• Missed miscarriage: the fetus is dead but retained. Also described as early fetal demise, empty sac or blighted ovum.The uterus is small for dates. A pregnancy test can remain positive for several days or even weeks in some cases. It presents with a history of threatened miscarriage and persistent, dark-brown discharge. Early pregnancy symptoms may have decreased or gone.

  • Recurrent miscarriage: three or more consecutive miscarriages.

Continue reading below

Causes of miscarriage (aetiology)2

Often no cause is found but common recognised causes of miscarriage include:

  • Abnormal fetal development.

  • Genetically balanced parental translocation.

  • Uterine abnormality.

  • Incompetent cervix (second trimester).

  • Placental failure.

  • Multiple pregnancy.

  • Polycystic ovary syndrome.

  • Antiphospholipid syndrome.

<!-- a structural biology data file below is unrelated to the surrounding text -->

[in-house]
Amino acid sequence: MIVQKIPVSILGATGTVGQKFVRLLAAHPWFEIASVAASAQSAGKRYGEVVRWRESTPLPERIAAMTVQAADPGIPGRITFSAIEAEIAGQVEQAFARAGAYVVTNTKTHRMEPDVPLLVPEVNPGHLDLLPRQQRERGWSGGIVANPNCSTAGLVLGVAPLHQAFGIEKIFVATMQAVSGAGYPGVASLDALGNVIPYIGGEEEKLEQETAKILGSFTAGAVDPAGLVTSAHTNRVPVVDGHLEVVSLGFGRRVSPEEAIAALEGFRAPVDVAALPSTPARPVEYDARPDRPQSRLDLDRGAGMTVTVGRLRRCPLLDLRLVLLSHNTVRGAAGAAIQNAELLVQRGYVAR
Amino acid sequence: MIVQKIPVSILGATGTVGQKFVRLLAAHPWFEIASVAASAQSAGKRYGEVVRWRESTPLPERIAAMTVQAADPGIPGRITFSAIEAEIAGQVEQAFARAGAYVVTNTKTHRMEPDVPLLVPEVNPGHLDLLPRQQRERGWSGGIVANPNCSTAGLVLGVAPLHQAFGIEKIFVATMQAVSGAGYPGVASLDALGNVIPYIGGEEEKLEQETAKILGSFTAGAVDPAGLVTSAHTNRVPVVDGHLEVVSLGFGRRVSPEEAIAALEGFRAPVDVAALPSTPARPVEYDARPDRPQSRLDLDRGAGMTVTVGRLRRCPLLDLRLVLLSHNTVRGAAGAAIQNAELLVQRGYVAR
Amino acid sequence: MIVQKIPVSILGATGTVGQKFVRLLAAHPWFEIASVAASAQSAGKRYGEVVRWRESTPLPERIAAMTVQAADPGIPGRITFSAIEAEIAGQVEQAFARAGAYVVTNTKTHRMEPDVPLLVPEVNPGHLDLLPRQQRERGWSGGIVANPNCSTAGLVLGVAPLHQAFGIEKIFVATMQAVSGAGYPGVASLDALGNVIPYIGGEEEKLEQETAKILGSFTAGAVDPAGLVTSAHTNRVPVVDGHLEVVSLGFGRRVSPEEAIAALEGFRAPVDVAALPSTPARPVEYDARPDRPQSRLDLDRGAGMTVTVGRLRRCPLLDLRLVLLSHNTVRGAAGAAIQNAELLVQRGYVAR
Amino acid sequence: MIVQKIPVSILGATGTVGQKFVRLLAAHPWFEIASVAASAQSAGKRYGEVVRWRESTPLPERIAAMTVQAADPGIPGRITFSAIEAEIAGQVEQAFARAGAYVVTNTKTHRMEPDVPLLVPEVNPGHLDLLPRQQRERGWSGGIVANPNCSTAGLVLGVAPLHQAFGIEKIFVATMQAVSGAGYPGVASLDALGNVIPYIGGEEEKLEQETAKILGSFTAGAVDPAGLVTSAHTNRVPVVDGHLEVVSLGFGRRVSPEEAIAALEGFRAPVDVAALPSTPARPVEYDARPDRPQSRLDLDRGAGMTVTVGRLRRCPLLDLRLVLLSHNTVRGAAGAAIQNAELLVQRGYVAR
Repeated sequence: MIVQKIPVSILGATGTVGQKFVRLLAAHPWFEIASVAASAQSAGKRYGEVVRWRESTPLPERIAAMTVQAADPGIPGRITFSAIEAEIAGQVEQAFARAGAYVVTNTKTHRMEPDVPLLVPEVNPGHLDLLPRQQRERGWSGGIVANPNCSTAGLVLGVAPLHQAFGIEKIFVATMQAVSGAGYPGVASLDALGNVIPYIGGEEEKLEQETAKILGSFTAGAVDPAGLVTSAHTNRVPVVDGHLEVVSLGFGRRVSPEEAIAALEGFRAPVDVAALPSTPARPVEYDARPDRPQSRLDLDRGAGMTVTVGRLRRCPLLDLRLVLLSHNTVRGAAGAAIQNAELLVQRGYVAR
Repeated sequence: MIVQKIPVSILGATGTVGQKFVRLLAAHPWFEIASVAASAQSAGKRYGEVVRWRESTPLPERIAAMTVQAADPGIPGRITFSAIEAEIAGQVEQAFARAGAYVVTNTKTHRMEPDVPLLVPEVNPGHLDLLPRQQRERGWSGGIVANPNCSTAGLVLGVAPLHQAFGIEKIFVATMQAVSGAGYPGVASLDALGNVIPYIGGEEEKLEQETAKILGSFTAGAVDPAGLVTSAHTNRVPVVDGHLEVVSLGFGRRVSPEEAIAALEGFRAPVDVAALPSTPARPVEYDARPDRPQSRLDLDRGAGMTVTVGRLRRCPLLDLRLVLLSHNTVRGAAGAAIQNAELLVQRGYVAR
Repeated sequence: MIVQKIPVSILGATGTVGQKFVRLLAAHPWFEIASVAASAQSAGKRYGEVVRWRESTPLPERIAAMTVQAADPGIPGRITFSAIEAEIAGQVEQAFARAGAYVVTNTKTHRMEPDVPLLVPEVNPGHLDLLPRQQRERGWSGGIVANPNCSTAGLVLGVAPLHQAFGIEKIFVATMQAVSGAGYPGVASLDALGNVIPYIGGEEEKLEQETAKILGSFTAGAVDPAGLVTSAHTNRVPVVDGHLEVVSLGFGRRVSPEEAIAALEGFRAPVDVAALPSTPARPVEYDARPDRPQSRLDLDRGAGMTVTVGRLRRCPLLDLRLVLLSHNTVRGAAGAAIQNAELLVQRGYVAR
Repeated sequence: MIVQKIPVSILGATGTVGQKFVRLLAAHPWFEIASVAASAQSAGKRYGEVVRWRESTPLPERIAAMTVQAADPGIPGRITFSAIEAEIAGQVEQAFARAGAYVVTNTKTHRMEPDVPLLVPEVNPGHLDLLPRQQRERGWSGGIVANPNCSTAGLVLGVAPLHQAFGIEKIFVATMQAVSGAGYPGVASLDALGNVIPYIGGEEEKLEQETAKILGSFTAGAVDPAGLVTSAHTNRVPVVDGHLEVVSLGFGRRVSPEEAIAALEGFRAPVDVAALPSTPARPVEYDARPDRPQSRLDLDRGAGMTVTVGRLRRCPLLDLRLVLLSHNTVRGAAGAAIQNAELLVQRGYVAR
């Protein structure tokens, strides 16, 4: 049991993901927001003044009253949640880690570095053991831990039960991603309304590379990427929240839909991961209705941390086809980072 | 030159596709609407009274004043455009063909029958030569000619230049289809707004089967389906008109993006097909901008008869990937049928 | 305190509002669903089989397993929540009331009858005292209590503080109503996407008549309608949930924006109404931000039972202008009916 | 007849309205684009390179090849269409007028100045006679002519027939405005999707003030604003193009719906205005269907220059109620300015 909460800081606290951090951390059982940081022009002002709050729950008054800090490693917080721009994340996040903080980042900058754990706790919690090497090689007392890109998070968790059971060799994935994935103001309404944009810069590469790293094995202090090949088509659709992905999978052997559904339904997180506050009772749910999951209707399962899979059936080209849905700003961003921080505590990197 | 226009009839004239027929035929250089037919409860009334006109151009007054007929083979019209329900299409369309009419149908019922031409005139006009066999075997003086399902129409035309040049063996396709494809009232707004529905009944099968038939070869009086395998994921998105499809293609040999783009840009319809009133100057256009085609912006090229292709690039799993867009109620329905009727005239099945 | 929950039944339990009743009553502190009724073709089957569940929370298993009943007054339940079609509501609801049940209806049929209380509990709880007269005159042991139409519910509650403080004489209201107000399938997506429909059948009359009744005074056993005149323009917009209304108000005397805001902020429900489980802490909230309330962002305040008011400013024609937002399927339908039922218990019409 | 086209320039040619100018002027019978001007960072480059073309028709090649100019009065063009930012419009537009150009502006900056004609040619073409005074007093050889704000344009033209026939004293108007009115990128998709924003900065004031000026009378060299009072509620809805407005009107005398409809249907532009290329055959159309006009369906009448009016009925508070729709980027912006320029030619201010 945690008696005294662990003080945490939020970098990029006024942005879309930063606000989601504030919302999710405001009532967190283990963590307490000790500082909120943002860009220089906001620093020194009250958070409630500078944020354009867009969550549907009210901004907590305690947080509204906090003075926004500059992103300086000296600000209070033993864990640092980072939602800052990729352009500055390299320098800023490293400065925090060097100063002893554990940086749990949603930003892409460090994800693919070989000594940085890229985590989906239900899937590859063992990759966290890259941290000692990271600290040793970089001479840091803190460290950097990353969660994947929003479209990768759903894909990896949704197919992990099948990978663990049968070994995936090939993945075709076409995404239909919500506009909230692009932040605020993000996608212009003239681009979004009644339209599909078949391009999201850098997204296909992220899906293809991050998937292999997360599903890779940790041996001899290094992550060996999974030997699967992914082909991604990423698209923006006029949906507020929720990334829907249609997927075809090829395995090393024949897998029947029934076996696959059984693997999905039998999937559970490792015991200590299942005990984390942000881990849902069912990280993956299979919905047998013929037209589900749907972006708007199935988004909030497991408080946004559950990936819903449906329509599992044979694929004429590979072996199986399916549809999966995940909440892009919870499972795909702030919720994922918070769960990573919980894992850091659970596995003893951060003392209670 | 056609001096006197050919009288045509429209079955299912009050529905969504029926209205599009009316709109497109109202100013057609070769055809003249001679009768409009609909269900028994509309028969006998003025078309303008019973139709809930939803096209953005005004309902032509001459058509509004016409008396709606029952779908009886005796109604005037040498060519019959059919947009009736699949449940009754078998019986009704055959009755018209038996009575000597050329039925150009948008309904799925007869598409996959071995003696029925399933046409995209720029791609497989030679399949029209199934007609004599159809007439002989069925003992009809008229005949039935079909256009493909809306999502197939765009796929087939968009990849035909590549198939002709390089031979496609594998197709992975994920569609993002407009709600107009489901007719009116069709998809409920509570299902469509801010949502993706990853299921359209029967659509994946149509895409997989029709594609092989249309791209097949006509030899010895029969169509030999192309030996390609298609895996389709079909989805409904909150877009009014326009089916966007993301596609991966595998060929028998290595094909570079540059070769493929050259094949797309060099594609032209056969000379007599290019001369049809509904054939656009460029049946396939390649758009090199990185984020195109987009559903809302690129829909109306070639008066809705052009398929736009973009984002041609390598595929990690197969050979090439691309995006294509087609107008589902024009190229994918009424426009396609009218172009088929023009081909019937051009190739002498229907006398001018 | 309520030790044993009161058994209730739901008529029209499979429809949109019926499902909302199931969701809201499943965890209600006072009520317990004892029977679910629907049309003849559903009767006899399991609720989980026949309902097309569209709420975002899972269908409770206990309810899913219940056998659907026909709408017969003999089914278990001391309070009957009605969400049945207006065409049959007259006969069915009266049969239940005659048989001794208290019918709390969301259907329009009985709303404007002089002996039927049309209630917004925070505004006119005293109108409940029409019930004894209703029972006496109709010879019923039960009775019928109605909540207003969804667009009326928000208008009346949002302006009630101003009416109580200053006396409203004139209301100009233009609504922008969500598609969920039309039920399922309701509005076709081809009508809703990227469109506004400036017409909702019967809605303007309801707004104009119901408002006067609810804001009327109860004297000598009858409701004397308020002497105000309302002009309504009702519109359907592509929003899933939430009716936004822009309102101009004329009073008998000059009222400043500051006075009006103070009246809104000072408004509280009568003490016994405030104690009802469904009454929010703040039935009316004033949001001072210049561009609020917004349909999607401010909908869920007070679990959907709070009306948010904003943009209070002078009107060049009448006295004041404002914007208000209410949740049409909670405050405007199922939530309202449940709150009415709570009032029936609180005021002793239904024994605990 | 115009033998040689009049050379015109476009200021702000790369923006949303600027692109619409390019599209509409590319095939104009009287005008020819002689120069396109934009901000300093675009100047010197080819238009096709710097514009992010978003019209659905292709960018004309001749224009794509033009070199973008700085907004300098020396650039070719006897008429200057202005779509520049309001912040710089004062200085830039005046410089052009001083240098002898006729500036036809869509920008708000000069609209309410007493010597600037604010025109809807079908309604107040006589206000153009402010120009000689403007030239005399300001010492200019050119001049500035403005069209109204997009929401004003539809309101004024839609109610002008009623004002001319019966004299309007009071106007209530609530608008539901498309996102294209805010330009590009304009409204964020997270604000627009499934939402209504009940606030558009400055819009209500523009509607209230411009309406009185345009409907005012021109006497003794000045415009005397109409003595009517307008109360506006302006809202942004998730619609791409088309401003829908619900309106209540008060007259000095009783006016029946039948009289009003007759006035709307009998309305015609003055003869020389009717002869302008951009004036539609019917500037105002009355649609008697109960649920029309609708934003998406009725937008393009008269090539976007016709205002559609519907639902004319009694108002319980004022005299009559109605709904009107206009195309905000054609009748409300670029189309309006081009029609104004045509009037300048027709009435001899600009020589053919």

• Inherited thrombophilias.

  • Infections.

  • Poorly controlled diabetes.

  • Poorly controlled thyroid disease.

Miscarriage epidemiology

  • Early pregnancy loss accounts for 50,000 hospital admissions in the UK annually3 .

  • Miscarriage occurs in 12-24% of recognised pregnancies; the true rate is probably higher as many may occur before a woman has realised she is pregnant2 .

  • The risk falls rapidly with advancing gestation4 :

    • 9.4% at 6 complete weeks of gestation.

    • 4.2% at 7 weeks.

    • 1.5% at 8 weeks.

    • 0.5% at 9 weeks.

    • 0.7 % at 10 weeks.

Risk factors of miscarriage5